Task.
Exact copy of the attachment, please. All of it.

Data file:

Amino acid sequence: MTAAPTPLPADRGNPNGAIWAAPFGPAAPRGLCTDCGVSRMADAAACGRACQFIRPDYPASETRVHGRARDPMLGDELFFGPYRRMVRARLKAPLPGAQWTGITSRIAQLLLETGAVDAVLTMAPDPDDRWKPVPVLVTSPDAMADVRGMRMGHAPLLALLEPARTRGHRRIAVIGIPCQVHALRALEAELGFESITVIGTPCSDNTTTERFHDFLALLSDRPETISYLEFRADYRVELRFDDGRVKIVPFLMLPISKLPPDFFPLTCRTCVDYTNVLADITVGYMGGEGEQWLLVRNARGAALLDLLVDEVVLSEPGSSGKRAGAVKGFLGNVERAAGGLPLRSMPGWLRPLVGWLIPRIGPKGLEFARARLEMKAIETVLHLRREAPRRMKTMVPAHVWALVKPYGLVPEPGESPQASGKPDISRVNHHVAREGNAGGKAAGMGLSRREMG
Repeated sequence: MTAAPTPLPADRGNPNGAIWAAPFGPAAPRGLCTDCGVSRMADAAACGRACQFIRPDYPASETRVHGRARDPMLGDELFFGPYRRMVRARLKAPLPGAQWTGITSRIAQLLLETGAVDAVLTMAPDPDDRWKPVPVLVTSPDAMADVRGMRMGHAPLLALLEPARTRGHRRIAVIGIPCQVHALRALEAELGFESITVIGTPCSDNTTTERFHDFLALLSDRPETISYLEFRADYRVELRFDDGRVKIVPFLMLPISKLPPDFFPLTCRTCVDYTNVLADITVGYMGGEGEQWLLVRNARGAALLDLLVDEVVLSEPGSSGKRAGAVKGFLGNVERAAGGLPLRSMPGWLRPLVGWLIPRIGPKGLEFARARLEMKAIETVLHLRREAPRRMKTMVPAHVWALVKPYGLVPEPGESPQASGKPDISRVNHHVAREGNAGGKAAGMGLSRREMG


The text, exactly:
Amino acid sequence: MTAAPTPLPADRGNPNGAIWAAPFGPAAPRGLCTDCGVSRMADAAACGRACQFIRPDYPASETRVHGRARDPMLGDELFFGPYRRMVRARLKAPLPGAQWTGITSRIAQLLLETGAVDAVLTMAPDPDDRWKPVPVLVTSPDAMADVRGMRMGHAPLLALLEPARTRGHRRIAVIGIPCQVHALRALEAELGFESITVIGTPCSDNTTTERFHDFLALLSDRPETISYLEFRADYRVELRFDDGRVKIVPFLMLPISKLPPDFFPLTCRTCVDYTNVLADITVGYMGGEGEQWLLVRNARGAALLDLLVDEVVLSEPGSSGKRAGAVKGFLGNVERAAGGLPLRSMPGWLRPLVGWLIPRIGPKGLEFARARLEMKAIETVLHLRREAPRRMKTMVPAHVWALVKPYGLVPEPGESPQASGKPDISRVNHHVAREGNAGGKAAGMGLSRREMG
Repeated sequence: MTAAPTPLPADRGNPNGAIWAAPFGPAAPRGLCTDCGVSRMADAAACGRACQFIRPDYPASETRVHGRARDPMLGDELFFGPYRRMVRARLKAPLPGAQWTGITSRIAQLLLETGAVDAVLTMAPDPDDRWKPVPVLVTSPDAMADVRGMRMGHAPLLALLEPARTRGHRRIAVIGIPCQVHALRALEAELGFESITVIGTPCSDNTTTERFHDFLALLSDRPETISYLEFRADYRVELRFDDGRVKIVPFLMLPISKLPPDFFPLTCRTCVDYTNVLADITVGYMGGEGEQWLLVRNARGAALLDLLVDEVVLSEPGSSGKRAGAVKGFLGNVERAAGGLPLRSMPGWLRPLVGWLIPRIGPKGLEFARARLEMKAIETVLHLRREAPRRMKTMVPAHVWALVKPYGLVPEPGESPQASGKPDISRVNHHVAREGNAGGKAAGMGLSRREMG